Evidence from the JUPITER study that both LDL-lowering and anti-inflammatory actions contribute to the benefit of statin therapy in primary prevention. See text for explanation. hsCRP, high-sensitivity measurement of C-reactive protein (CRP). (Adapted from PM Ridker et al: Lancet 373:1175, 2009.)
The prevention of atherosclerosis presents a long-term challenge to all health care professionals and for public health policy. Both individual practitioners and organizations providing health care should strive to help patients optimize their risk factor profiles long before atherosclerotic disease becomes manifest. The current accumulation of cardiovascular risk in youth and in certain minority populations presents a particularly vexing concern from a public health perspective.
The care plan for all patients seen by internists should include measures to assess and minimize cardiovascular risk. Physicians must counsel patients about the health risks of tobacco use and provide guidance and resources regarding smoking cessation. Similarly, physicians should advise all patients about prudent dietary and physical activity habits for maintaining ideal body weight. Both National Institutes of Health (NIH) and AHA statements recommend at least 30 minutes of moderate-intensity physical activity per day. Obesity, particularly the male pattern of centripetal or visceral fat accumulation, can contribute to the elements of the metabolic syndrome (Table 241-3). Physicians should encourage their patients to take personal responsibility for behavior related to modifiable risk factors for the development of premature atherosclerotic disease. Conscientious counseling and patient education may forestall the need for pharmacologic measures intended to reduce coronary risk.
Issues in Risk Assessment
A growing panel of markers of coronary risk presents a perplexing array to the practitioner. Markers measured in peripheral blood include size fractions of LDL particles and concentrations of homocysteine, Lp(a), fibrinogen, CRP, PAI-1, myeloperoxidase, and lipoprotein-associated phospholipase A2, among many others. In general, such specialized tests add little to the information available from a careful history and physical examination combined with measurement of a plasma lipoprotein profile and fasting blood glucose. The high-sensitivity CRP measurement may well prove an exception in view of its robustness in risk prediction, ease of reproducible and standardized measurement, relative stability in individuals over time, and, most important, ability to add to the risk information disclosed by standard measurements such as the components of the Framingham risk score (Fig. 241-4). The addition of information regarding a family history of premature atherosclerosis in parents (a simply obtained indicator of genetic susceptibility), together with the marker of inflammation hsCRP, permits correct reclassification of risk in individuals—especially those whose Framingham scores place them at intermediate risk. Current advisories, however, recommend the use of the hsCRP test only in individuals in this CHD event risk group (10–20%, 10-year risk).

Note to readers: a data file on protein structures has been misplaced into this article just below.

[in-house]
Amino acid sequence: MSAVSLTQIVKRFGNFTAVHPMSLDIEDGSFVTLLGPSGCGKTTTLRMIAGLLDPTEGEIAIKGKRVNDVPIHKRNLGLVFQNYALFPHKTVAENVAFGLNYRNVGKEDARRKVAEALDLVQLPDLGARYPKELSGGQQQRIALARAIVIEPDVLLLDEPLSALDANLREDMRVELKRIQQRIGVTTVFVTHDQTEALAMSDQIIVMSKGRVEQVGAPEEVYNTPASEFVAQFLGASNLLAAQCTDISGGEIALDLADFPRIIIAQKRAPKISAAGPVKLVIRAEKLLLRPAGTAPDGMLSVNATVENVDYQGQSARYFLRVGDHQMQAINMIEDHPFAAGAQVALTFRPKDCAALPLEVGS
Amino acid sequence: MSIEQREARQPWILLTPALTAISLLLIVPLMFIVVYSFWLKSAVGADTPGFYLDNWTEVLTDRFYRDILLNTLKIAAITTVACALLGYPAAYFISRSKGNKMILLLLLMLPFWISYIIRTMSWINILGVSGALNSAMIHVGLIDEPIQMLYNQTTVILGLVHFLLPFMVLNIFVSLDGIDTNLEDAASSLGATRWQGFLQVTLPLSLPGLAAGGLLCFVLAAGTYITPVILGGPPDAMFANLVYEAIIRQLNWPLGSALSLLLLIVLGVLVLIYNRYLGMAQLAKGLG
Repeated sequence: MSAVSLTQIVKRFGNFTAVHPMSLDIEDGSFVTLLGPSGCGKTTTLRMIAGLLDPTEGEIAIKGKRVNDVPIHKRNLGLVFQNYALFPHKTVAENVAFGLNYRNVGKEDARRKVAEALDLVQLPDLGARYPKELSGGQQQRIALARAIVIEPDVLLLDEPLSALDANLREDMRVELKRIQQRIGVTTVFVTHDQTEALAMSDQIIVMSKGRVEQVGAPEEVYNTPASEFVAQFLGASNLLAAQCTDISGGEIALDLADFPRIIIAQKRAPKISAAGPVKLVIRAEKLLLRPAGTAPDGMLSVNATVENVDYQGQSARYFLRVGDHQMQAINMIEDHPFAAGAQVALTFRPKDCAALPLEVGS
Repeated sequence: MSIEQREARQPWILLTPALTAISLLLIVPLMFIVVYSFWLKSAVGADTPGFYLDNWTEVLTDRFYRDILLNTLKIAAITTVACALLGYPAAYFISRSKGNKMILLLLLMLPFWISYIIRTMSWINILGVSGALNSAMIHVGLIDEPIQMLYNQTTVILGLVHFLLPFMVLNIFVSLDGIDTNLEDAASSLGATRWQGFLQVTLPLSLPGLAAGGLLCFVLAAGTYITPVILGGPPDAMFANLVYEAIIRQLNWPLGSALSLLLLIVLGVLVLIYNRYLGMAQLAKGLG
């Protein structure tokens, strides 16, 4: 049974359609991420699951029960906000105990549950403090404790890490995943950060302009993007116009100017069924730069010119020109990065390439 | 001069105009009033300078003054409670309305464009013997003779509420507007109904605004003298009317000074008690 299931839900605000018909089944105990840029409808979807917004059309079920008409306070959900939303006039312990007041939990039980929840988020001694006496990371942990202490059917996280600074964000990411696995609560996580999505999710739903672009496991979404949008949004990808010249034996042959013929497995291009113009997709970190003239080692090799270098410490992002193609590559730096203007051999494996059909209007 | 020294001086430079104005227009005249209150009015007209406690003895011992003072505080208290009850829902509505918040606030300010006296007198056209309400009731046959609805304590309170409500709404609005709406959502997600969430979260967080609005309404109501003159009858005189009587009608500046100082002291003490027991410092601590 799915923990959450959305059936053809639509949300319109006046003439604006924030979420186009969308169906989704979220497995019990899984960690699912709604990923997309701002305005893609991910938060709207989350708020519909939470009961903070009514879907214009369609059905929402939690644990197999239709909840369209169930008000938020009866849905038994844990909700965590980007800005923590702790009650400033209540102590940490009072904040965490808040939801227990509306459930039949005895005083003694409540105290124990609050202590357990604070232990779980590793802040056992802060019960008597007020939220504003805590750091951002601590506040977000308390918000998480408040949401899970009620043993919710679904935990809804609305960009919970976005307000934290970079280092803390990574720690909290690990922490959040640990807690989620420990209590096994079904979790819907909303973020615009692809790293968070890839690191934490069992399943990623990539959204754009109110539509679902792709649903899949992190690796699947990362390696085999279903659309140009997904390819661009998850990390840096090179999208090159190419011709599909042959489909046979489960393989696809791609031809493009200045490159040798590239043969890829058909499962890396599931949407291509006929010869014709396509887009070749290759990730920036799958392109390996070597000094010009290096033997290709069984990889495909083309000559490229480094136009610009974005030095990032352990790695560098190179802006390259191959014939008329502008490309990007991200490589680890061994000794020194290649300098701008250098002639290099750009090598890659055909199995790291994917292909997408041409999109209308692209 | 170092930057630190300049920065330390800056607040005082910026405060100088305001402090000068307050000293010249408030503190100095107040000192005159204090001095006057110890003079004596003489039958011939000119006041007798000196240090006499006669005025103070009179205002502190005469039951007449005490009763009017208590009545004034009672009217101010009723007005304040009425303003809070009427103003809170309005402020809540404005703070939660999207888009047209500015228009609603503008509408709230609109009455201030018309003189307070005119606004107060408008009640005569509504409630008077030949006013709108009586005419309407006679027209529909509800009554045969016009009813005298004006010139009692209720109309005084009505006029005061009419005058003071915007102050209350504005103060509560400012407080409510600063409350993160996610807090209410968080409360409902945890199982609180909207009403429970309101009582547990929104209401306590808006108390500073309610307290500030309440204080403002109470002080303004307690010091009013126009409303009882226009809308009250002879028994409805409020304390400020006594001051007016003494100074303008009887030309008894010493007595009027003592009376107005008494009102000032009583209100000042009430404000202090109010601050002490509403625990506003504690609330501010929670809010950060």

Available data do not support the use of imaging studies to screen for subclinical disease (e.g., measurement of carotid-intima/media thickness, coronary artery calcification, and use of computed tomographic coronary angiograms). Inappropriate use of such imaging modalities may promote excessive alarm in asymptomatic individuals and prompt invasive diagnostic and therapeutic procedures of unproven value. Widespread application of such modalities for screening should await proof that clinical benefit derives from their application.
Progress in human genetics holds considerable promise for risk prediction and for individualization of cardiovascular therapy. Many reports have identified single-nucleotide polymorphisms (SNPs) in candidate genes as predictors of cardiovascular risk. To date, the validation of such genetic markers of risk and drug responsiveness in multiple populations has often proved disappointing. The advent of technology that permits relatively rapid and inexpensive genome-wide screens, in contrast to most SNP studies, has led to identification of sites of genetic variation that do reproducibly indicate heightened cardiovascular risk (e.g., chromosome 9p21). The results of genetic studies should identify new potential therapeutic targets (e.g., the enzyme mutated in autosomal dominant hypercholesterolemia, abbreviated PCSK9) and may lead to genetic tests that help refine cardiovascular risk assessment in the future.
The Challenge of Implementation: Changing Physician and Patient Behavior
Despite declining age-adjusted rates of coronary death, cardiovascular mortality worldwide is rising due to the aging of the population, and the subsiding of communicable diseases and increased prevalence of risk factors in developing countries. Enormous challenges remain regarding translation of the current evidence base into practice. Physicians must learn how to help individuals adopt a healthy lifestyle in a culturally appropriate manner and to deploy their increasingly powerful pharmacologic tools most economically and effectively. The obstacles to implementation of current evidence-based prevention and treatment of atherosclerosis involve economics, education, physician awareness, and patient adherence to recommended regimens. Future goals in the treatment of atherosclerosis should include more widespread implementation of the current evidence-based guidelines regarding risk factor management and, when appropriate, drug therapy.